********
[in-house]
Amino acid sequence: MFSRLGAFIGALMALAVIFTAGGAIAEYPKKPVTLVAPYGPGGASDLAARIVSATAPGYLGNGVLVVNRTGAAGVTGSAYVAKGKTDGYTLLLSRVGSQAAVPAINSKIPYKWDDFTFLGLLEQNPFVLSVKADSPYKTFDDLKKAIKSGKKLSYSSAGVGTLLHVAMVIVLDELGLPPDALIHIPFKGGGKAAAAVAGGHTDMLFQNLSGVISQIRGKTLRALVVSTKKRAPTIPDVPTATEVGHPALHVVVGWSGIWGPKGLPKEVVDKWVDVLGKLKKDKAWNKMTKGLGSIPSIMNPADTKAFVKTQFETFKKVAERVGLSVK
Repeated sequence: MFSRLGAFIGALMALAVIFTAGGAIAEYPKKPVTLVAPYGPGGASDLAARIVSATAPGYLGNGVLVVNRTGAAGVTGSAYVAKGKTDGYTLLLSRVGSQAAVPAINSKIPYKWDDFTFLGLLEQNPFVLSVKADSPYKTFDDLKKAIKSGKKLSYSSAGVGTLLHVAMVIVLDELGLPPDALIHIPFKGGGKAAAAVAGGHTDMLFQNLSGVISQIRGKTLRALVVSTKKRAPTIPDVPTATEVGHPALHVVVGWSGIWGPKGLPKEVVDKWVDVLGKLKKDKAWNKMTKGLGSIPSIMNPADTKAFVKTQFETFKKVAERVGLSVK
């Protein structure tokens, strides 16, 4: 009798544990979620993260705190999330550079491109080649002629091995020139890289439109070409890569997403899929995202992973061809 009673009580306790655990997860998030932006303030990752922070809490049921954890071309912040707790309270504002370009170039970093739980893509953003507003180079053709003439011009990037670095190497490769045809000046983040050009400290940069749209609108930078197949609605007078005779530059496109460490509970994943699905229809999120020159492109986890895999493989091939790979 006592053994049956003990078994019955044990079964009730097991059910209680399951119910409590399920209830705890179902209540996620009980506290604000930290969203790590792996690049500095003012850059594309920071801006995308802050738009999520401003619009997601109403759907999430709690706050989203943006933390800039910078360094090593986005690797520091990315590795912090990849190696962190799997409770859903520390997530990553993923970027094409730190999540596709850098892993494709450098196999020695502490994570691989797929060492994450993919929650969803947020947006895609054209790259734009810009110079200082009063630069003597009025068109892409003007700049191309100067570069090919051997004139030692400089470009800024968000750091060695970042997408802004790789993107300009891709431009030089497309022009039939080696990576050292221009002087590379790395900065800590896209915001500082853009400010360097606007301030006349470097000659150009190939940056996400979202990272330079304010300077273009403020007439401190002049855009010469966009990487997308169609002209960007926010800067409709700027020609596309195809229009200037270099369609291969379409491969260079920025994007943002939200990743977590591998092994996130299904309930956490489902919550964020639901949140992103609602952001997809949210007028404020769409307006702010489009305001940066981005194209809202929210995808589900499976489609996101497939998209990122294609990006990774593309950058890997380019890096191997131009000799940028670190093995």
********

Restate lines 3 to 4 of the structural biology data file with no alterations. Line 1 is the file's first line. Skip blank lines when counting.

Repeated sequence: MFSRLGAFIGALMALAVIFTAGGAIAEYPKKPVTLVAPYGPGGASDLAARIVSATAPGYLGNGVLVVNRTGAAGVTGSAYVAKGKTDGYTLLLSRVGSQAAVPAINSKIPYKWDDFTFLGLLEQNPFVLSVKADSPYKTFDDLKKAIKSGKKLSYSSAGVGTLLHVAMVIVLDELGLPPDALIHIPFKGGGKAAAAVAGGHTDMLFQNLSGVISQIRGKTLRALVVSTKKRAPTIPDVPTATEVGHPALHVVVGWSGIWGPKGLPKEVVDKWVDVLGKLKKDKAWNKMTKGLGSIPSIMNPADTKAFVKTQFETFKKVAERVGLSVK
């Protein structure tokens, strides 16, 4: 009798544990979620993260705190999330550079491109080649002629091995020139890289439109070409890569997403899929995202992973061809 009673009580306790655990997860998030932006303030990752922070809490049921954890071309912040707790309270504002370009170039970093739980893509953003507003180079053709003439011009990037670095190497490769045809000046983040050009400290940069749209609108930078197949609605007078005779530059496109460490509970994943699905229809999120020159492109986890895999493989091939790979 006592053994049956003990078994019955044990079964009730097991059910209680399951119910409590399920209830705890179902209540996620009980506290604000930290969203790590792996690049500095003012850059594309920071801006995308802050738009999520401003619009997601109403759907999430709690706050989203943006933390800039910078360094090593986005690797520091990315590795912090990849190696962190799997409770859903520390997530990553993923970027094409730190999540596709850098892993494709450098196999020695502490994570691989797929060492994450993919929650969803947020947006895609054209790259734009810009110079200082009063630069003597009025068109892409003007700049191309100067570069090919051997004139030692400089470009800024968000750091060695970042997408802004790789993107300009891709431009030089497309022009039939080696990576050292221009002087590379790395900065800590896209915001500082853009400010360097606007301030006349470097000659150009190939940056996400979202990272330079304010300077273009403020007439401190002049855009010469966009990487997308169609002209960007926010800067409709700027020609596309195809229009200037270099369609291969379409491969260079920025994007943002939200990743977590591998092994996130299904309930956490489902919550964020639901949140992103609602952001997809949210007028404020769409307006702010489009305001940066981005194209809202929210995808589900499976489609996101497939998209990122294609990006990774593309950058890997380019890096191997131009000799940028670190093995």